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Jenny Parks: My View, Education Plan

New Mexico Needs a Long-term Education Plan 

Jenny ParksNew Mexico is in dire need of a plan for education. Somehow, we have become complacent about consistently ranking near the bottom in the nation. In 2017, New Mexico ranked 49th in Quality Counts, an annual report by the Education Week Research Center. We scored an overall grade of D, which was unchanged from 2015 or 2016. In our New Mexico statewide assessment for school year 2015-16, only 23.4 percent of our fourth-grade students were proficient in math and in 11th grade, only 10.1 percent. We are second to last in the country in high school graduation rates.

Unfortunately, our education discussions have become politicized, because the leadership on reform is held primarily by the Governor’s Office and the appointed secretary of the Public Education Department. The party in control rolls out its initiatives, and the discussion immediately becomes partisan. We spend four to eight years fighting over these initiatives, then a new governor comes in, and we start over. No, or very little, progress is made on the last governor’s objectives. Often the new governor throws out the prior governor’s reform efforts.

It is time to try something different. The New Mexico Business Roundtable hosted an education summit in November that was planned by education stakeholders from around the state: teachers unions, superintendents, education nonprofits, charter school representatives, state government officials, and professional associations representing school boards, superintendents, teachers, principals and business people. All of these individuals are dedicated to improving schools and providing students the best public school system possible. There was much agreement on what needed to be done.

There is a bipartisan bill that could build on that effort. House Bill 340, introduced by Reps. Nathan Small, Stephanie Garcia-Richard and Dennis Roch, and Sen. William Soules, is an effort to create an Education Strategic Planning Task Force. This task force would have two years to create a 20-year strategic plan for our education system.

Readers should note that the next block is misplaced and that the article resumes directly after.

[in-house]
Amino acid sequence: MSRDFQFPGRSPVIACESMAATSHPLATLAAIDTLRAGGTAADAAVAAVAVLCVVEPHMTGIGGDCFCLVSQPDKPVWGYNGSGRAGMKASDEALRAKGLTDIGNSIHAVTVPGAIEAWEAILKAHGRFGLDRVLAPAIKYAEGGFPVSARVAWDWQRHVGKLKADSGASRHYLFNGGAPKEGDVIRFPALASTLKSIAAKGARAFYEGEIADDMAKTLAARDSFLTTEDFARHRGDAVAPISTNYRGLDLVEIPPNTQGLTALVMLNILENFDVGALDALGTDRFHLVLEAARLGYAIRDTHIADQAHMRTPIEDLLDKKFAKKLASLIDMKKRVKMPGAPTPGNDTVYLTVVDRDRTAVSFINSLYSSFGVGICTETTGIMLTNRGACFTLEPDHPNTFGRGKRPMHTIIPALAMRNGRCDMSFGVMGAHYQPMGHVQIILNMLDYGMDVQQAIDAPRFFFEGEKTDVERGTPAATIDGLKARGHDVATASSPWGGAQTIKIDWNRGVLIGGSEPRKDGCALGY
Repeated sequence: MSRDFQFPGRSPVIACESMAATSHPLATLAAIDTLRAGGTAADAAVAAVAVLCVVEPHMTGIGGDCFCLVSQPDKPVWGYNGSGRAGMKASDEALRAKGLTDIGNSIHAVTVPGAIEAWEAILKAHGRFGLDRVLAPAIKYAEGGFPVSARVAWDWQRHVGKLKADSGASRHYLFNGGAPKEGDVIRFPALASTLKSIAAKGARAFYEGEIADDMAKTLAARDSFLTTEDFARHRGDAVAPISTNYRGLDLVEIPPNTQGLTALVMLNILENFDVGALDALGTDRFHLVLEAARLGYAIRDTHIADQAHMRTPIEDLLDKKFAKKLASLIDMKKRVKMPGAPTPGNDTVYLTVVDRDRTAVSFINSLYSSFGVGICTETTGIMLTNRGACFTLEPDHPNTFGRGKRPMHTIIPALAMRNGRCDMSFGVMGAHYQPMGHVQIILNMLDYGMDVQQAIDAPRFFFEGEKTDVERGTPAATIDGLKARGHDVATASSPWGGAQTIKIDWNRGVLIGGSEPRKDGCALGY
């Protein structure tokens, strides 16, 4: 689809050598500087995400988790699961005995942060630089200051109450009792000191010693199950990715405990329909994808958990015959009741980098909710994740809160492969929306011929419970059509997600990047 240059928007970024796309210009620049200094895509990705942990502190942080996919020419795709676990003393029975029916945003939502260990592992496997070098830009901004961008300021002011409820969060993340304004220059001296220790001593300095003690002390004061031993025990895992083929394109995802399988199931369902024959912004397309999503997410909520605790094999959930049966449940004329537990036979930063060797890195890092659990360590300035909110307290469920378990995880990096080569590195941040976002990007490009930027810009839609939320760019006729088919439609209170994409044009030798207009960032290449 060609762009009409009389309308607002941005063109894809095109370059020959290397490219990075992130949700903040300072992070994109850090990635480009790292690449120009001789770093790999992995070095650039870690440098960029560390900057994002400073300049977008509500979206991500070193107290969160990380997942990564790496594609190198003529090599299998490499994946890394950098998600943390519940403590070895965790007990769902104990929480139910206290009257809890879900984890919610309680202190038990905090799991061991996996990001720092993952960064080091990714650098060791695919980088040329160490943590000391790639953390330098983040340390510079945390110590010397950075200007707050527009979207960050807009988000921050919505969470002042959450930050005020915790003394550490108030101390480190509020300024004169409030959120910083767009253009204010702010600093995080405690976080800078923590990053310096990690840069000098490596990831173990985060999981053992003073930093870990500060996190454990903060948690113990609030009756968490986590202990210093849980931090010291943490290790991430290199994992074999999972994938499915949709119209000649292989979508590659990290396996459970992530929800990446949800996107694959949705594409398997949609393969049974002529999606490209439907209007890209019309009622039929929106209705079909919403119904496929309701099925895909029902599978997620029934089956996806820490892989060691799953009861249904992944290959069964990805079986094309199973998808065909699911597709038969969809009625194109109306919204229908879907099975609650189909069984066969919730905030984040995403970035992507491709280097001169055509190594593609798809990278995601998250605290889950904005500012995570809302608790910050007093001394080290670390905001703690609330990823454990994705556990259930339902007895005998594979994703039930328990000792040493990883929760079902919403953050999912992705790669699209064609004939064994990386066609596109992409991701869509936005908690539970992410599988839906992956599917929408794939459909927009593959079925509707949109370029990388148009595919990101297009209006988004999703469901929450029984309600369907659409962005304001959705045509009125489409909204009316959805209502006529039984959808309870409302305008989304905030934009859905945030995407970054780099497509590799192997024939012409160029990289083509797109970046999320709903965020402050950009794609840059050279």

It would move us from our current reactionary mode into a more thoughtful, systematic approach to tackling our largest public school issues. It would take into account the entire continuum from early childhood to higher education, instead of treating these areas as if they were unrelated. Except for providing a per diem and mileage for the public members, there would be no cost to the state. The Legislative Finance Committee, Legislative Education Study Committee and Legislative Council Service would staff it. Additional financial support would be sought through private grants.

There is already a great model for this. Delaware is working on a second plan. The state’s first plan, Vision 2015, was developed in 2006 by a coalition of education, government, business and civic leaders throughout Delaware and laid the foundation for the state’s first-place selection in the federal Race to the Top competition. The Deleware plan focused on excellence, equity and accountability, placing the highest priority on where all students need to excel.

Ten years later, the state has acted on more than 75 percent of the policy recommendations set forth in the original plan. These include higher academic standards, stronger teacher and principal preparation, expanded early learning and greater access to higher education and careers. Student achievement has grown at the third fastest rate in the nation over two decades. Delaware still has a long way to go, but it is making steady progress. While Delaware’s demographics are not similar to ours, we can learn from its bipartisan and community-wide efforts to improve education. I applaud the bipartisan group of representatives and senator who have brought forth HB 340, and I urge you to support it. We have no time to lose.

See this opinion piece featured in the Santa Fe New Mexican.